Come learn about America’s Demon Times! This one-week workshop, funded by the National Endowment for the Humanities, will consider temperance, immigration, and the Progressive movement in American history and culture. Teachers will experience landmarks of the temperance movement and the immigrant experience in late 19th and early 20th century America by exploring Columbus and nearby Westerville, Ohio. Westerville was the home of the Anti-Saloon League, a major temperance organization that explicitly warned against the influence of alcohol, Catholics, and immigrants. Columbus was home to a large German immigrant population, with an attendant brewing industry. This small town and nearby city are emblematic of America in the Progressive Era. Participants will receive a $1,200 stipend to help cover the cost of travel and lodging.

Workshop dates: July 10-15 or July 24-29, 2016. Application deadline: March 1, 2016. Learn more at ohiohistory.org/demontimes.

Program Report: “Civil Disobedience” Seminar in Asheville, NC

Last Saturday teachers from four states gathered in Asheville, North Carolina for one of the final TAH.org seminars of 2015. They discussed “Civil Disobedience” with Dr. David Alvis, an interesting topic that explored America’s founding and it’s roots in civil disobedience. What does civil disobedience mean? How far can a person or group act upon their convictions before it deemed not civil?

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This seminar’s three sessions began with John Locke’s Two Treatises and the Declaration of Independence. Was the American Revolution “revolutionary” or merely a “war for independence” when compared to the French or Russian Revolutions. The second session considered Henry David Thoreau’s idea of conscientious disobedience, that a person is morally obligated to act upon any repugnant injustice or law, regardless of the outcome. However, with that idea come events like John Brown acting on his own moral authority who murders in the name of justice. Juxtapose Thoreau’s writings with Abraham Lincoln’s Lyceum address and he warns of the dangers with “mobocracy” and the need for rule of law at all times. Our third session compared Dr. King’s Letter from a Birmingham Jail writings to Malcolm X “The Ballot of the Bullet”.  All in all, it was a very thought provoking day.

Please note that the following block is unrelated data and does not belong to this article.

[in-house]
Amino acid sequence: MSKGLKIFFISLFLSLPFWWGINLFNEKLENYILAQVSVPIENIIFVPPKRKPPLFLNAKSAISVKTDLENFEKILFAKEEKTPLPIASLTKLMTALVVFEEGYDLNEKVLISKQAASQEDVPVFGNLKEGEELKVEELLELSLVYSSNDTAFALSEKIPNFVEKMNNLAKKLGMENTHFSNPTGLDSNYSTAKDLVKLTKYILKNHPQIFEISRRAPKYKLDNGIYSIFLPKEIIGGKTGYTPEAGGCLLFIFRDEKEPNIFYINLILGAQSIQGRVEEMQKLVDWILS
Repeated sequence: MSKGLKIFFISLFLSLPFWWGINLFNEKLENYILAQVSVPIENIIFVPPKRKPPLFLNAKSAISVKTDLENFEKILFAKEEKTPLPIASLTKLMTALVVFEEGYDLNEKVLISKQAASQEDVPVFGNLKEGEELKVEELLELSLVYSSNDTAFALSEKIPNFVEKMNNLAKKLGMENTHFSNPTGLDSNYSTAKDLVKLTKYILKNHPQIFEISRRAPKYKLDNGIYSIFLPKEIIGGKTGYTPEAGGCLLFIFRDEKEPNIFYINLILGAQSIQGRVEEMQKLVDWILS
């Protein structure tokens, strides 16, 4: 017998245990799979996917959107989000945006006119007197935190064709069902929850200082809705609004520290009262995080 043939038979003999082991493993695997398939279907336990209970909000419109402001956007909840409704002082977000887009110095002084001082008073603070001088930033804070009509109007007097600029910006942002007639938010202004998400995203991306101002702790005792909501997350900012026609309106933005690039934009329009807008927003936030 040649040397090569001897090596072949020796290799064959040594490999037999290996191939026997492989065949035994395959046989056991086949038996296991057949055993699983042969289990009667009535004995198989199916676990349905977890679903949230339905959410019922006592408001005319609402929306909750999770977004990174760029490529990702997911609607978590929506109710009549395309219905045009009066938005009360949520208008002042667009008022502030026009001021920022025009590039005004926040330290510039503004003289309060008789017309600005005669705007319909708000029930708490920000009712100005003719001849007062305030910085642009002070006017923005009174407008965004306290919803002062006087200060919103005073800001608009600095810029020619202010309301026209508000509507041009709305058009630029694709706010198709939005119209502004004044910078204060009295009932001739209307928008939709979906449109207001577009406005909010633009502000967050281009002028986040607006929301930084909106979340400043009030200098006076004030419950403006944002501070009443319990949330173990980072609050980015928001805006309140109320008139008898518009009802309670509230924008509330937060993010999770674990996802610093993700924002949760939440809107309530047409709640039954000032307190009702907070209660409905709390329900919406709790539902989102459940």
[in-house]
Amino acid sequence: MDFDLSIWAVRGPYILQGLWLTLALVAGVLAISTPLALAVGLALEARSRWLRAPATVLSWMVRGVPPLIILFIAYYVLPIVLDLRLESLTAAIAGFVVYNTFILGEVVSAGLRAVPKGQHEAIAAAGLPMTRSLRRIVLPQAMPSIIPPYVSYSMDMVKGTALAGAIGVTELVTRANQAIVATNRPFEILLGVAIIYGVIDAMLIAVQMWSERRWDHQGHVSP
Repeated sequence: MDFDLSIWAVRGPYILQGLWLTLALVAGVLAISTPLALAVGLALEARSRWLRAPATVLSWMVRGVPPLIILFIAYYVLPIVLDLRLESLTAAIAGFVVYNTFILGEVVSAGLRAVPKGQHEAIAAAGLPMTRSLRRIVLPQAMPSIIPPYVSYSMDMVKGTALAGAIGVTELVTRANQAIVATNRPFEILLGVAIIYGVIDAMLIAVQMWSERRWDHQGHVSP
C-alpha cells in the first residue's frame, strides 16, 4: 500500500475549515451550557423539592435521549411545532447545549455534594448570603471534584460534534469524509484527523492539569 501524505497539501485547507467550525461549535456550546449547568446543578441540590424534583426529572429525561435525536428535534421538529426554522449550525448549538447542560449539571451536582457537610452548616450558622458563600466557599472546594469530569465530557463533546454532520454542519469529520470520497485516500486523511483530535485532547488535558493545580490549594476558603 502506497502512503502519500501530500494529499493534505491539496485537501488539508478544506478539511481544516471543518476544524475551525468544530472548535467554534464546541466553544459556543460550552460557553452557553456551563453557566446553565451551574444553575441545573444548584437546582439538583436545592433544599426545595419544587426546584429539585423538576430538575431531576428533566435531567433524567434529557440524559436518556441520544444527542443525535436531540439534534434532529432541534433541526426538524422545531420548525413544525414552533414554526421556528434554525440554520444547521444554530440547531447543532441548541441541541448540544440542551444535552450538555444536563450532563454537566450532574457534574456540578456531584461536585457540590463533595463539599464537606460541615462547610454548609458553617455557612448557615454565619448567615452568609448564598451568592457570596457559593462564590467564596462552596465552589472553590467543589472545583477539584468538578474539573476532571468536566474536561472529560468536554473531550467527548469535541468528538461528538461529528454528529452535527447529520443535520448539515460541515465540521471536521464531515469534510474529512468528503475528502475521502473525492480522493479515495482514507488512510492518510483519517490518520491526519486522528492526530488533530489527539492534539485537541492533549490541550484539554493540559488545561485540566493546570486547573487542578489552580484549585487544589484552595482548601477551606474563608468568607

We hope to meet you at one of our programs in 2016.

 

Presidential Academy: MLK’s “I Have a Dream” speech and Modern America

TeachingAmericanHistory.org is proud to offer the third and final part of our Presidential Academy documents-based survey course of American history and American political thought through iTunesU, iTunes, and this blog.

This segment of the course, consisting of 7 sessions, focuses on the Modern America, with the ideas expressed in Dr. Martin Luther King’s “I Have a Dream” speech at the foundation of study. The first session in this part of the course will be posted on Tuesday, 5 January 2016.

Presidential Academy was a grant-funded program that TAH.org presented to groups of teachers who met and studied in three cities over two weeks, with discussions rooted in three separate documents. The first days were in Philadelphia, beginning with the American Founding, through the Declaration of Independence. Additional documents and ideas were addressed and analyzed throughout the several sessions there before the group moved on to Gettysburg and Lincoln’s Gettysburg Address. Finally, the group moved to Washington, D.C., and study of modern America, with Dr. Martin Luther King’s “I Have a Dream” speech as the focal point.

Each session is made up of a set of readings, all linked from its blog post, and usually one lecture. Guiding questions and focus issues are at the foundation of each week’s study. A list of the session titles for Part 3 of the course is below, along with the dates on which each will be published on this blog, and the audio made available through iTunes. You can subscribe to our iTunes Podcast feed by clicking here. The entire course, divided into the three major sections – Philadelphia, Gettysburg, and Washington – is already available on iTunesU.

Session 24:  The Modern Era Confronts the American Founding, 5 JAN 16
Session 25: Booker T. Washington; W.E.B. Du Bois, 12 JAN
Session 26: The Progressive Reform and Self-Government, 19 JAN
Session 27: Franklin D. Roosevelt and Democratic Leadership, 26 JAN
Session 28: Thurgood Marshall and the NAACP, 2 FEB
Session 29: Brown v. Board of Education; Martin Luther King, Jr., Non-Violent Resistance, and the American Dream, 9 FEB
Session 30 pt1: Martin Luther King, Jr; Malcolm X, 16 FEB
Session 30 pt2: The Reagan Era and the New Deal Legacy; George W. Bush’s Founding Faith, 23 FEB

We invite you to deepen your knowledge of American history through this series, and use these materials in any way that will benefit you and your students, and we hope that you have enjoyed this course series.